After its first spaceflight in December, Virgin Galactic despatched the identical vessel previous the sting of the environment for a second time on Friday. This time, the rocket airplane went increased and sooner than earlier than — and it had three crew members on board as a substitute of two.
The flight marked one other step ahead in a new type of area race — one which goals to enable non-public residents (who can afford the ticket) a chance to exit our environment.
It was the corporate’s fifth supersonic-powered take a look at flight, and it reached an altitude of almost 56 miles earlier than returning safely to the Mojave Desert runway in California the place it took off. Beth Moses, an astronaut coach and microgravity analysis professional, was in the cabin as the corporate’s first take a look at passenger in area.
The SpaceShipTwo craft, a suborbital, rocket-fueled area airplane known as the VSS Unity, lifted off shortly after eight a.m. native time. It was carried aloft beneath a bigger service airplane for almost an hour after which launched. Next, its rocket ignited to propel the vessel, and its three crew members, up to the place the sky turned black.
Unity reached Mach three — 3 times the pace of sound — earlier than the rocket motor was switched off shortly earlier than 9 a.m. Then the vessel coasted to its highest altitude of 55.87 miles above sea degree. Two tail booms rotated into a “feathered” place to create drag, permitting the vessel to fall gently again into the environment and, finally, glide towards the runway.
George T. Whitesides, the chief government of Virgin Galactic, stated the analysis carried out on the flight centered not solely on the vessel’s trajectory, but in addition on the passenger expertise.
It went easily, he stated. “The pilots did a great job.”
The flight was a success for Richard Branson, the British billionaire who began Virgin Galactic in 2004. (Other billionaires funding non-public spaceflight tasks embody Elon Musk, who runs SpaceX, and Jeff Bezos, who is behind Blue Origin.)
“Having Beth fly in the cabin today, starting to ensure that our customer journey is as flawless as the spaceship itself, brings a huge sense of anticipation and excitement to all of us here who are looking forward to experiencing space for ourselves,” Mr. Branson said in a statement on Friday.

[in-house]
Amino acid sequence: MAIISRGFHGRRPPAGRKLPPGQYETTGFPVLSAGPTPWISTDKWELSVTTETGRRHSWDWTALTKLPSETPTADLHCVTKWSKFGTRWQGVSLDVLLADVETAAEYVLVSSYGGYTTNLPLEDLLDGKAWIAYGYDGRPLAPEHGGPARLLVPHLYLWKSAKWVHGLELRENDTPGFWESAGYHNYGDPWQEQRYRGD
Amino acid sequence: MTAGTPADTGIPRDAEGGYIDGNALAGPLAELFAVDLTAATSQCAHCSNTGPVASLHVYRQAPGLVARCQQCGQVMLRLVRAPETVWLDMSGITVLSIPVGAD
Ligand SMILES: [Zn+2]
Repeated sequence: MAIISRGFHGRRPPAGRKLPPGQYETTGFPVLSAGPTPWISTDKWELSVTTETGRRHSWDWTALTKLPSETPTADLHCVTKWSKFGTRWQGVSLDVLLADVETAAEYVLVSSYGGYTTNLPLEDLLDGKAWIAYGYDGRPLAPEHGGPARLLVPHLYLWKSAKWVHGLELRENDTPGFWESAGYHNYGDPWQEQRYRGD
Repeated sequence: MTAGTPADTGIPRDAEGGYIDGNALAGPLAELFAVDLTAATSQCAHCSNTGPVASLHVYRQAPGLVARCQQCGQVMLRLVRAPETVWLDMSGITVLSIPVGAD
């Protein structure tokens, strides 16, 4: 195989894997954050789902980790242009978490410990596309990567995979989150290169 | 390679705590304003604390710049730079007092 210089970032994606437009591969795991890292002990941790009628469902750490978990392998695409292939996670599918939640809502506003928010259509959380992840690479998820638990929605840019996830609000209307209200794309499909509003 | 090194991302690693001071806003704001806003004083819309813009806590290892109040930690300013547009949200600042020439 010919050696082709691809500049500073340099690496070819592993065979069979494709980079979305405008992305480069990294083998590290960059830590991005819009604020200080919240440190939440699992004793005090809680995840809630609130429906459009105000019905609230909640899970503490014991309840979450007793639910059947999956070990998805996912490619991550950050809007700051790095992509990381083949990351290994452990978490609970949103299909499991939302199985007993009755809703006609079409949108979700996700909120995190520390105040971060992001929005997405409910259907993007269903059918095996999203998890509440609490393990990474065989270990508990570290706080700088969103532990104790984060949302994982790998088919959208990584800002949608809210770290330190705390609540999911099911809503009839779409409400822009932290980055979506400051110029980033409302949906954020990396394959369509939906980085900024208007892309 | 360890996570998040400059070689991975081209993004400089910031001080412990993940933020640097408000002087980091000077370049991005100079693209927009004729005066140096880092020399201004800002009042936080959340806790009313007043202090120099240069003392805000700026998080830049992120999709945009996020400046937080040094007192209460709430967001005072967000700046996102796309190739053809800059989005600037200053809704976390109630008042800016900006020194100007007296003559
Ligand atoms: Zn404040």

Ms. Moses’ job was to evaluate how passengers might experience a trip in the cabin. She observed the light, the temperature and the feeling of moving around in zero gravity. In an interview after the flight, she said it felt comfortable, and the view was beautiful.
“It was intense and magical and serene and almost unlike anything anyone can imagine,” she said. “The earth below was super clear and bright, with a beautiful blue Pacific Ocean and snow on the mountaintops.”
Ventures like these are more useful for testing the limits of tourism than for advancing scientific research, said Jonathan McDowell, an astrophysicist at the Harvard-Smithsonian Center for Astrophysics. He said the Virgin flights could be used to conduct microgravity tests or equipment checks.
“But at this stage, from a scientist’s point of view, it’s equivalent to what we call a sounding rocket,” he said. “And we’ve been doing those since the 1940s.”
Sounding rockets are vessels that were sent by NASA to the upper reaches of the atmosphere to collect data and test instruments starting in 1945 — an important precursor to more advanced space travel.
NASA did participate in Friday’s flight via its Flight Opportunities program, which pays Virgin Galactic for space to conduct research inside the Unity during its trip.
And the three people on board — two pilots, David Mackay and Michael Masucci, and Ms. Moses — got the vantage point of a lifetime.
In an interview after the flight, Mr. Mackay commented on how quickly the sky turned black once the atmosphere faded, and Mr. Masucci said he was astonished by the sight of a very bright moon. They said the flight was amazing, but not frightening.
“If you’re fully prepared, you don’t feel scared,” Mr. Mackay said.
There is some room for debate as to whether Virgin Galactic has actually sent people into space. On both of its space trips — the vessel reached an altitude of 51.4 miles last time — the Unity flew higher than the Federal Aviation Administration’s definition of where space begins, but lower than another widely accepted boundary between Earth and space, called the Kármán Line, which is about 62 miles above sea level.
In any case, Unity has flown high enough that the pilots saw a black sky above them and a blue-brown Earth below as they crested at the edge of the atmosphere. (Dr. McDowell is skeptical about the Kármán Line and thinks it is fair to say that Unity reached proper space on both of its recent trips.)
Unity was the first Virgin Galactic craft to reach space, but it was not the first private spacecraft to get there. Another ship, operated by Mojave Aerospace Ventures, which later licensed its technology to Mr. Branson, soared to an altitude of 69.7 miles about 15 years ago.
At the time, people predicted that it was the dawn of a new age of commercial human spaceflight. But the enthusiasm faded as years passed. Some non-astronauts were flown to the International Space Station, but commercial flights did not come to fruition. Then came a tragic setback: the fatal crash of a previous SpaceShipTwo craft in 2014. One pilot was killed after he released the lock on the booms too early and the vessel fell apart, investigators found.
Virgin Galactic is expected to keep doing test flights and making improvements in terms of safety, altitude and weight capacity. It is still unclear when private citizens — including the more than 600 who have already bought tickets — will be allowed to take a ride.
“It’s definitely not a decade,” Mr. Whitesides said. “We are really getting pretty close.”